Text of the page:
There would not be many political leaders who would endure the above, and many would have resentment towards the current government, but not Mandela. He realised South Africa needed the whites, as they were the educated ones who would be required for the new knowledge economy. He also realised that fiscal and government restraint were the solutions towards wealth - not increased government, or generous welfare programs for the Black public who would be his main supporters.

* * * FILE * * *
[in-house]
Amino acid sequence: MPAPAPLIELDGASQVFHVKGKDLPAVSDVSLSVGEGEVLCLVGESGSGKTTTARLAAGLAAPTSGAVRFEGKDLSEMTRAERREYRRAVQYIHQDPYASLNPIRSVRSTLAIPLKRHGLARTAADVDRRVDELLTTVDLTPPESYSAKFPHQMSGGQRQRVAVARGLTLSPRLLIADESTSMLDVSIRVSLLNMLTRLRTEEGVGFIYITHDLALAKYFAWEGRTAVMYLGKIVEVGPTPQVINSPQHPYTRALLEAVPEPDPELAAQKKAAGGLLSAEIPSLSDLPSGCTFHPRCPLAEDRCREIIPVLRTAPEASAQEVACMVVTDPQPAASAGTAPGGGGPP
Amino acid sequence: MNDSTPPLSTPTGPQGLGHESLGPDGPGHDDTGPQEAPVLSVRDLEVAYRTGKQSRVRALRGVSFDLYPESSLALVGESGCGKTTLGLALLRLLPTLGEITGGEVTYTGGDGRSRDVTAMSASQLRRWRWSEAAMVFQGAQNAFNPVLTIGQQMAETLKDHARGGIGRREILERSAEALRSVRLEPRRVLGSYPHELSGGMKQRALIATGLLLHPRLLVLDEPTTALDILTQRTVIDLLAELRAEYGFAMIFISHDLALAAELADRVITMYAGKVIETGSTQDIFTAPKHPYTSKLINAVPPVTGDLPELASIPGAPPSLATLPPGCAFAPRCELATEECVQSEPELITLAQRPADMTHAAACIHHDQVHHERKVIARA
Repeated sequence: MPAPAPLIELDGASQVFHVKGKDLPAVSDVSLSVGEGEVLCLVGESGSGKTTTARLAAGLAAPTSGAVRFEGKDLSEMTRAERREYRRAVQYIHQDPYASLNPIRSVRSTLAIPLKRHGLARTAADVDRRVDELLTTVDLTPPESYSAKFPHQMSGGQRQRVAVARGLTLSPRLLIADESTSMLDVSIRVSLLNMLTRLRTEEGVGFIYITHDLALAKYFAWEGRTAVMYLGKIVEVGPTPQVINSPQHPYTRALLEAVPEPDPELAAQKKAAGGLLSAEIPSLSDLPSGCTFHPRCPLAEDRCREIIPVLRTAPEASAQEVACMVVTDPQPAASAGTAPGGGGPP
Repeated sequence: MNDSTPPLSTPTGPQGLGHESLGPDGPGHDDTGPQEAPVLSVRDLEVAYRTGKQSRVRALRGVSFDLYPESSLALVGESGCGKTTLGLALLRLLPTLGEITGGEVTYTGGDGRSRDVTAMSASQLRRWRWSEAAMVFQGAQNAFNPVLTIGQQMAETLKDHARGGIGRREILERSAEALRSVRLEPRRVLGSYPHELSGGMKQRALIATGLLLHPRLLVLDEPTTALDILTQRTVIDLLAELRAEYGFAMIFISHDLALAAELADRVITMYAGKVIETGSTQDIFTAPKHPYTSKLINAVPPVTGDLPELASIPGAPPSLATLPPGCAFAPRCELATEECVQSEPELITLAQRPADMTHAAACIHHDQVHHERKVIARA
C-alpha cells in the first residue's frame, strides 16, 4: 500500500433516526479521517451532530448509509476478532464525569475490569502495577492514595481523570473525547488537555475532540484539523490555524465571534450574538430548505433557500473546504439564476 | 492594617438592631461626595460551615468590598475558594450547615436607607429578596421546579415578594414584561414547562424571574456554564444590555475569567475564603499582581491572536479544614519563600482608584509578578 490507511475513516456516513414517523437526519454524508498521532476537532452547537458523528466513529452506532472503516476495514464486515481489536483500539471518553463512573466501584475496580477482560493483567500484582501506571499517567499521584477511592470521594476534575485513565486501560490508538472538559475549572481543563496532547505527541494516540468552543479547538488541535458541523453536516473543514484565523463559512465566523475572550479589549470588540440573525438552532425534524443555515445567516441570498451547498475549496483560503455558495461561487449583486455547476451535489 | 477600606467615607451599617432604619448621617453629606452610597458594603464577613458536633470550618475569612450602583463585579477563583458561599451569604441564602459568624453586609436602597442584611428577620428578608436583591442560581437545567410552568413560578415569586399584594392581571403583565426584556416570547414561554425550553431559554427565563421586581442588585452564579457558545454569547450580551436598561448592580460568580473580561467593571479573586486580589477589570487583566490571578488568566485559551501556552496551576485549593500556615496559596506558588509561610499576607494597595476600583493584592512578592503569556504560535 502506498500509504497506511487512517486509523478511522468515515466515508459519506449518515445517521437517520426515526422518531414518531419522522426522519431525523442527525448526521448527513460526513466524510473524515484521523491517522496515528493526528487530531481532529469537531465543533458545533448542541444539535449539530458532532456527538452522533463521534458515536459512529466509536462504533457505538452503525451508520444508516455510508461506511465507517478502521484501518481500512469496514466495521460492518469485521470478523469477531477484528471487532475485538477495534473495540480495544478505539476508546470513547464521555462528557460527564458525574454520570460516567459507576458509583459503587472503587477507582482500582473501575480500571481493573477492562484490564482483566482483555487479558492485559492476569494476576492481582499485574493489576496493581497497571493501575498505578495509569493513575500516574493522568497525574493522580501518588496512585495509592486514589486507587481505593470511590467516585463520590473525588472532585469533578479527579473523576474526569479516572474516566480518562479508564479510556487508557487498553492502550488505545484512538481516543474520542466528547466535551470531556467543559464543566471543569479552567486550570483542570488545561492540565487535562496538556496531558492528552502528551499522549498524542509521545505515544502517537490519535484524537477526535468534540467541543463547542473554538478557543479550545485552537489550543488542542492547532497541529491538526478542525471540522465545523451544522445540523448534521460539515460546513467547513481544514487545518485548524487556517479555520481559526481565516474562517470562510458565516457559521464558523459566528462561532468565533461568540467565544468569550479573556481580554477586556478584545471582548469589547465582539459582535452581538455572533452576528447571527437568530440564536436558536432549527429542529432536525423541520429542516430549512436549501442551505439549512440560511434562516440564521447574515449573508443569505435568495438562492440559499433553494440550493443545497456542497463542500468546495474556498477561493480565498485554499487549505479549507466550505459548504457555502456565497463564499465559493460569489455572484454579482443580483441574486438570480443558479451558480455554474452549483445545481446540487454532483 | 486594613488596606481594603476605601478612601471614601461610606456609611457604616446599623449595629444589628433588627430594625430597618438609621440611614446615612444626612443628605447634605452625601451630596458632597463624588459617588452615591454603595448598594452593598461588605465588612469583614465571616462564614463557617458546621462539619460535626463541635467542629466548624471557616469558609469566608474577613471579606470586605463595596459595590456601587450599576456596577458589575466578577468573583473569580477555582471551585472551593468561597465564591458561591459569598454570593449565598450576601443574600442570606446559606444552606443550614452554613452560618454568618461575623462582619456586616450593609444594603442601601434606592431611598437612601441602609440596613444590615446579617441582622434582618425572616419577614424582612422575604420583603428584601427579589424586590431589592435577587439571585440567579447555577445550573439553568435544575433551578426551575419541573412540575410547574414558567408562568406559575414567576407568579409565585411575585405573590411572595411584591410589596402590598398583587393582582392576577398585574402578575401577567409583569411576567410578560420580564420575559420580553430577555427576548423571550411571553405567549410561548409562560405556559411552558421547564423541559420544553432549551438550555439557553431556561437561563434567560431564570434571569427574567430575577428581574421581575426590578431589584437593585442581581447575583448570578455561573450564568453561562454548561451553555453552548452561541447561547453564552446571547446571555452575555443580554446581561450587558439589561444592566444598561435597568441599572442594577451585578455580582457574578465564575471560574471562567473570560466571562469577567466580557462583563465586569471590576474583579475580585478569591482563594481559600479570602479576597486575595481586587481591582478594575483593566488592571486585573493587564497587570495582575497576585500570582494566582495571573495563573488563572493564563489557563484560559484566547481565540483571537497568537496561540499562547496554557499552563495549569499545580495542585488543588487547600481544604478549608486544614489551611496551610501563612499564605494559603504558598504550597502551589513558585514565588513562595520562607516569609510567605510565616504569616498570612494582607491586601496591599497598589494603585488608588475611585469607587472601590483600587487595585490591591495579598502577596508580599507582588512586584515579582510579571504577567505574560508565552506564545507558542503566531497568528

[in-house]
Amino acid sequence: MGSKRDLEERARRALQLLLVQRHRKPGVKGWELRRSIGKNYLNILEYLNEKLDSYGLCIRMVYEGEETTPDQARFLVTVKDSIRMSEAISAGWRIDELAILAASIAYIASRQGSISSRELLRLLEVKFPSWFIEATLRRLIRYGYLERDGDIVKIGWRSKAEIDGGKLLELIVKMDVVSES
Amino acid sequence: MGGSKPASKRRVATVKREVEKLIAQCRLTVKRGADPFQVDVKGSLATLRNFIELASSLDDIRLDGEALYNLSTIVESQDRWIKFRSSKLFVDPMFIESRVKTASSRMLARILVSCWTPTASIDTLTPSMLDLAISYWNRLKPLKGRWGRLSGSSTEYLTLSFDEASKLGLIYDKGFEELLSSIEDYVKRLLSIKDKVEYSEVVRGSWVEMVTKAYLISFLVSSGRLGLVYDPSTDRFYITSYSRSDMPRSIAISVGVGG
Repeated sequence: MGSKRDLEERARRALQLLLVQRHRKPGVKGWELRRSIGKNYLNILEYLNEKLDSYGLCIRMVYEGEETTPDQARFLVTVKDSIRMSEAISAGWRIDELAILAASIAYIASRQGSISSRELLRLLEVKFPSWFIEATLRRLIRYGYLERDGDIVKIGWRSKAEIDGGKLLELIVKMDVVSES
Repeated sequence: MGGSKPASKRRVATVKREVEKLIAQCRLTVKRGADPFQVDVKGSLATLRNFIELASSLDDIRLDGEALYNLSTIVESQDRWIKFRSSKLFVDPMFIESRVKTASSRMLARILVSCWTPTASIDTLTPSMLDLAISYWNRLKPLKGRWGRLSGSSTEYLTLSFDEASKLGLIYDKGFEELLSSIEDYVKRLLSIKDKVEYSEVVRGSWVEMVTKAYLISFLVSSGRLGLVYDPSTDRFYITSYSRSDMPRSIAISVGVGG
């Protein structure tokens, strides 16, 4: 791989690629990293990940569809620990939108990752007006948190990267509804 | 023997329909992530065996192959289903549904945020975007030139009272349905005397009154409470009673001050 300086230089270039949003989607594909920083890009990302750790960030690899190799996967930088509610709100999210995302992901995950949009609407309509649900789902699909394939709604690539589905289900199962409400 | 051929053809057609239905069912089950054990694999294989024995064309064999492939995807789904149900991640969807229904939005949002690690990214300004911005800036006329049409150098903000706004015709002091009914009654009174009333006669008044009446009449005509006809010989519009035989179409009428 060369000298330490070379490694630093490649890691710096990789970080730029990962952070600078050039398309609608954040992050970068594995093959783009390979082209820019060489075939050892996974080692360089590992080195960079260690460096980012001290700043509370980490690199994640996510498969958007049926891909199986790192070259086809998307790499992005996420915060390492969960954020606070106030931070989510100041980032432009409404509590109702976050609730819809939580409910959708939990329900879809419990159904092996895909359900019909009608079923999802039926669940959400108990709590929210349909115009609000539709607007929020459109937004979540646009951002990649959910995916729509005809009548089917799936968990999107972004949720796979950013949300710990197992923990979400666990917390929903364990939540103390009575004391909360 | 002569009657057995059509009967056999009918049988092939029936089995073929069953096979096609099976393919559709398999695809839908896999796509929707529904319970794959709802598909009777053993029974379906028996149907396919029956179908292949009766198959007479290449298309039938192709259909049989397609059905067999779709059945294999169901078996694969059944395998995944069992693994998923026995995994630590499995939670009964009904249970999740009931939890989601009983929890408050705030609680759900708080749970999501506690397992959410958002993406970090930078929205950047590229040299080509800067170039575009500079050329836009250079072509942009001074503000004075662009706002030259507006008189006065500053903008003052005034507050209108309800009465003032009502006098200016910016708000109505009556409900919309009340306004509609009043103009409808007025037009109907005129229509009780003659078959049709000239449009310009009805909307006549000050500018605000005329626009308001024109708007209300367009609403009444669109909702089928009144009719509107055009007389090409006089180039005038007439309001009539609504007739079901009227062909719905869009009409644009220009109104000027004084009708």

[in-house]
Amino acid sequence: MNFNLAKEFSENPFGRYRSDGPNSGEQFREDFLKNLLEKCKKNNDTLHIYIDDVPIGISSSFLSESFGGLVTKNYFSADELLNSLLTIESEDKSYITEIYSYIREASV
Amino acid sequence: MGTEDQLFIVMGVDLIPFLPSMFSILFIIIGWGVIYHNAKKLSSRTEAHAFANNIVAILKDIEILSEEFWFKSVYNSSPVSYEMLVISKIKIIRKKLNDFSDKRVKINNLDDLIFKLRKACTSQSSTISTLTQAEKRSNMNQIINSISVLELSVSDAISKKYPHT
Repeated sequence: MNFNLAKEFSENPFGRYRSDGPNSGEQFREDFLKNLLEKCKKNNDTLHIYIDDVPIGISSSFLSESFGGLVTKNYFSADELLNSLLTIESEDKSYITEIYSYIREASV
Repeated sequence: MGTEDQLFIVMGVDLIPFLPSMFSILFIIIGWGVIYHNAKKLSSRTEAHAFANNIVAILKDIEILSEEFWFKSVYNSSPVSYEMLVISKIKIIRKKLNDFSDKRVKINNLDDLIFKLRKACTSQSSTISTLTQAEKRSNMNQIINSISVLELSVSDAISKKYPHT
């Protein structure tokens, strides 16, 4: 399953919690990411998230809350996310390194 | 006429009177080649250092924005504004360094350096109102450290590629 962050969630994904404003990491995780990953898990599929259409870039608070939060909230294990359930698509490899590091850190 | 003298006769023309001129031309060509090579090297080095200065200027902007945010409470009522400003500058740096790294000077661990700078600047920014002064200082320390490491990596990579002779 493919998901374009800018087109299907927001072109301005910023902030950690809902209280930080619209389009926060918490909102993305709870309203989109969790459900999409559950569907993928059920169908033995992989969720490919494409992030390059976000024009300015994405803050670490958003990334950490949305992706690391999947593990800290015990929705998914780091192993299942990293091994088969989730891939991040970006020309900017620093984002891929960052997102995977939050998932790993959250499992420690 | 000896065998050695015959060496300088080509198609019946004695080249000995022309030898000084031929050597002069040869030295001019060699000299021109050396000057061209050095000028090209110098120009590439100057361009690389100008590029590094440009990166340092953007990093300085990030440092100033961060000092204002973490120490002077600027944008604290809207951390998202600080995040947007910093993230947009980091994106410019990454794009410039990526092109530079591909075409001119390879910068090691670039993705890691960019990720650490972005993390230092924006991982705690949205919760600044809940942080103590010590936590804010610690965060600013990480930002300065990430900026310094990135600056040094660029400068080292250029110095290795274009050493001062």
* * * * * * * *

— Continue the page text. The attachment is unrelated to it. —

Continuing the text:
It was these tough decisions that Mandela was prepared to make, at the risk of unpopularity. Yet his political capital shone through. The ANC were voted in, with large sections of the White population voting for him as they realised change was needed. The recent South African elections still show how much mass appeal Mandela has, as the ANC wheeled him out in order to gain further support for a new generation of ANC leaders, whose capital is no where near as large. Nelson Mandela is a classic example of political capital built through integrity, principles and self sacrifice.